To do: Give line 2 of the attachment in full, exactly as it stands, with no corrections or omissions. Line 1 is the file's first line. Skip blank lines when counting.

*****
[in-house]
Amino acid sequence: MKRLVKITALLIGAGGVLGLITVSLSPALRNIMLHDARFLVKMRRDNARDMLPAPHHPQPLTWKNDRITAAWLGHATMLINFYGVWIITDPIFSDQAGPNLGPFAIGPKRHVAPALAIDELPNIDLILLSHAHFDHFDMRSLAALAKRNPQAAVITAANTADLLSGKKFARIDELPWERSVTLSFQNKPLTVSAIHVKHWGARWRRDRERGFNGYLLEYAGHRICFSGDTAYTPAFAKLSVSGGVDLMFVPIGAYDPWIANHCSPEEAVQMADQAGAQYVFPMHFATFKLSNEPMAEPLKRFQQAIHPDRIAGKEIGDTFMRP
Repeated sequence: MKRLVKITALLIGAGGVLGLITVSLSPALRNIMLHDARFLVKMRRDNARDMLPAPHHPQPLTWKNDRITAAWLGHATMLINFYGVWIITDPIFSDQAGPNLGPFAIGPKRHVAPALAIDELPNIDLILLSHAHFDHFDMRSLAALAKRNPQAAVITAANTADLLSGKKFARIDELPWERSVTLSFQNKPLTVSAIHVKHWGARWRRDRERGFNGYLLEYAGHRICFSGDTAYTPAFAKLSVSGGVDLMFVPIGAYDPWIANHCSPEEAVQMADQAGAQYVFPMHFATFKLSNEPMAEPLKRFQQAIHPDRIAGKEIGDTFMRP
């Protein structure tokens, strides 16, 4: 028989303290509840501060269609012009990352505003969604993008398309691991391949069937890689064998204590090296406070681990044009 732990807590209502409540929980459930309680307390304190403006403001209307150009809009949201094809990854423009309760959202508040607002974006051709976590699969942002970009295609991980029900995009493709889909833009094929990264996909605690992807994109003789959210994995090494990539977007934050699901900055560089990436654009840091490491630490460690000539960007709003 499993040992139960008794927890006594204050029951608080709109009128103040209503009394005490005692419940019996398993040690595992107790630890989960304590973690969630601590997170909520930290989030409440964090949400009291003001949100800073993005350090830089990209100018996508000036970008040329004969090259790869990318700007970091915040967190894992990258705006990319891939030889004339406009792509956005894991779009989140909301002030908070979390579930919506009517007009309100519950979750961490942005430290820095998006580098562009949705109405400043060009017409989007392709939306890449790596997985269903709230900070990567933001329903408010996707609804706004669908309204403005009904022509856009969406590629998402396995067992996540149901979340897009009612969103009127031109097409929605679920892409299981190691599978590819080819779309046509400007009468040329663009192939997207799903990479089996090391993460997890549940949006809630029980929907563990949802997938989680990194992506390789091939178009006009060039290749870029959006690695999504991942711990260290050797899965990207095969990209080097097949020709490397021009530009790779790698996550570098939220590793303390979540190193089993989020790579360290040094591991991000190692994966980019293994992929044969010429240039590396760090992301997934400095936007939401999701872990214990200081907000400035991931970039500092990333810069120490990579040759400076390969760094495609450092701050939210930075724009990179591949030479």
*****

Amino acid sequence: MKRLVKITALLIGAGGVLGLITVSLSPALRNIMLHDARFLVKMRRDNARDMLPAPHHPQPLTWKNDRITAAWLGHATMLINFYGVWIITDPIFSDQAGPNLGPFAIGPKRHVAPALAIDELPNIDLILLSHAHFDHFDMRSLAALAKRNPQAAVITAANTADLLSGKKFARIDELPWERSVTLSFQNKPLTVSAIHVKHWGARWRRDRERGFNGYLLEYAGHRICFSGDTAYTPAFAKLSVSGGVDLMFVPIGAYDPWIANHCSPEEAVQMADQAGAQYVFPMHFATFKLSNEPMAEPLKRFQQAIHPDRIAGKEIGDTFMRP